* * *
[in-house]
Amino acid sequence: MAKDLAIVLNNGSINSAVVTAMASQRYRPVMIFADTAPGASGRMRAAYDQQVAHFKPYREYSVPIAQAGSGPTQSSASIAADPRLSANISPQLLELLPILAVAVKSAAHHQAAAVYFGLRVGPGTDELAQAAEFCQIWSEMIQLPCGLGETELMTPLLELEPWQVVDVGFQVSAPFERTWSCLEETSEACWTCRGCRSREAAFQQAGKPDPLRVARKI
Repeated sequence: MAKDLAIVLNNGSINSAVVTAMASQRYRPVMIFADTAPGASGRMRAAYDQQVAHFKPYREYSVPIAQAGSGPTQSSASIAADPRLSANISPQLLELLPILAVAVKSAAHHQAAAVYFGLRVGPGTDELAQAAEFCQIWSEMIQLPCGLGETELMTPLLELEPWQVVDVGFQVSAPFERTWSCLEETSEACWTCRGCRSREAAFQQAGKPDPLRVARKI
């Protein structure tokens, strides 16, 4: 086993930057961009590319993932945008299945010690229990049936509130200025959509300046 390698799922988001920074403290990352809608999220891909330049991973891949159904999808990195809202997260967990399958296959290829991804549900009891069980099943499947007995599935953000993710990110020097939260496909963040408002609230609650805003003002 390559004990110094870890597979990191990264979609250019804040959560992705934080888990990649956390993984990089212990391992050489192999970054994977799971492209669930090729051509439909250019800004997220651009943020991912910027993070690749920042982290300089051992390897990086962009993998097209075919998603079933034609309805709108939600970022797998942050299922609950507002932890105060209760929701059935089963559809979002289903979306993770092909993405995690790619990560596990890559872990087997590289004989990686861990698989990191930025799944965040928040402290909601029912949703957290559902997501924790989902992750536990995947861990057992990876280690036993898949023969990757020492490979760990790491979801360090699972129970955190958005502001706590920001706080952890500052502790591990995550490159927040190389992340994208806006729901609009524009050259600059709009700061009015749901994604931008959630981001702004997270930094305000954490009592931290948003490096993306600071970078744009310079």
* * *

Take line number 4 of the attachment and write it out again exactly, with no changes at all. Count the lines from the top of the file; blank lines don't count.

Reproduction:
């Protein structure tokens, strides 16, 4: 086993930057961009590319993932945008299945010690229990049936509130200025959509300046 390698799922988001920074403290990352809608999220891909330049991973891949159904999808990195809202997260967990399958296959290829991804549900009891069980099943499947007995599935953000993710990110020097939260496909963040408002609230609650805003003002 390559004990110094870890597979990191990264979609250019804040959560992705934080888990990649956390993984990089212990391992050489192999970054994977799971492209669930090729051509439909250019800004997220651009943020991912910027993070690749920042982290300089051992390897990086962009993998097209075919998603079933034609309805709108939600970022797998942050299922609950507002932890105060209760929701059935089963559809979002289903979306993770092909993405995690790619990560596990890559872990087997590289004989990686861990698989990191930025799944965040928040402290909601029912949703957290559902997501924790989902992750536990995947861990057992990876280690036993898949023969990757020492490979760990790491979801360090699972129970955190958005502001706590920001706080952890500052502790591990995550490159927040190389992340994208806006729901609009524009050259600059709009700061009015749901994604931008959630981001702004997270930094305000954490009592931290948003490096993306600071970078744009310079």